The Washington Times - October 21, 2008, 08:15AM

Our three-part series on big government closes out today with a look at the question: Does America still care about the size and role of government?

Over at The Atlantic online, Ross Douthat is addressing a more specific form of the same question: Is Libertarianism discredited?

In answering criticism from Slate’s Jacob Weisberg, Ross makes the point that free-market capitalism has been hurt by the recent financial crisis, but that its track record is still far better than that of Marxism or communism.

“The thing with Marxism was that every single time someone actually tried to implement its tenets, the result was mass murder and large-scale impoverishment: There weren’t any examples, save in fantasyland, of a Marxist regime that wasn’t an economically-incompetent tyranny,” Ross writes.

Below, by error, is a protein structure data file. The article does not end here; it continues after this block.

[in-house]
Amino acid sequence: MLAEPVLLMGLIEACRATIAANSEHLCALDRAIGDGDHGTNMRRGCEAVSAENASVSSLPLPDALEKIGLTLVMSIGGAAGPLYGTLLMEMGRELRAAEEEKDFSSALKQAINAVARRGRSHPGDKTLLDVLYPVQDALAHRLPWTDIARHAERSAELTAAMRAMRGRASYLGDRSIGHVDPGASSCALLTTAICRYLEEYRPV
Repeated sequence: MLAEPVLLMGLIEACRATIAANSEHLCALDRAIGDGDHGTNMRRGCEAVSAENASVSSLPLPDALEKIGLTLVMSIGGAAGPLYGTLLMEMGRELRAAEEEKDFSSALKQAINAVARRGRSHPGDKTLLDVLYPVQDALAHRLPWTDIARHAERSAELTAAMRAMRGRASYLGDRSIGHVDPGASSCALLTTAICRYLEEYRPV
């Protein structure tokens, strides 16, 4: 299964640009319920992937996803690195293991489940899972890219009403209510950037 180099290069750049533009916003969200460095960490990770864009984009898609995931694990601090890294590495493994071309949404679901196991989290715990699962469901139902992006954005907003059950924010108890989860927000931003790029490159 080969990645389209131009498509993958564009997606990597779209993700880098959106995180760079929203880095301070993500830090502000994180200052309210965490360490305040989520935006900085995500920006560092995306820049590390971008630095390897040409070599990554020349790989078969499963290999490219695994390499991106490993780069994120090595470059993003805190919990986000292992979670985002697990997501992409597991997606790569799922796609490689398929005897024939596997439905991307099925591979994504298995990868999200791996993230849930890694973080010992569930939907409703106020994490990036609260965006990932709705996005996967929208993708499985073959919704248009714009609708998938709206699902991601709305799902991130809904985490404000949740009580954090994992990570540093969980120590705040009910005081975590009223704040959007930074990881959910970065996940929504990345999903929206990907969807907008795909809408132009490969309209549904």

“Now obviously the crash isn’t good news for defenders of deregulated markets. But we’re a long way from Pol Pot territory here, I think.”

We had Libertarian presidential candidate Bob Barr at the Washington Times on Monday for an interview with reporters and editors. Stephen Dinan and Ralph Hallow’s story on that can be read here (check out the McCain campaign’s nasty diss on Barr — ouch!).

Barr addressed the question of limited government’s future, and said that America’s younger voters may in fact care more about the issue than the Baby Boomers because of entitlements.

But, he said, any path back to an era of limited government will require “a long period of education.”

“It’s not going to happen quickly.”

Former Republican House Speaker Newt Gingrich and former Florida Gov. Jeb Bush also weigh in — read part three here.

Part one (read it here) showed that under President Bush the size of government has increased more than any president since Franklin Delano Roosevelt, and part two (read it here) showed how the contracting system used for much of the spending on defense and homeland security has been plagued by dysfunctional oversight.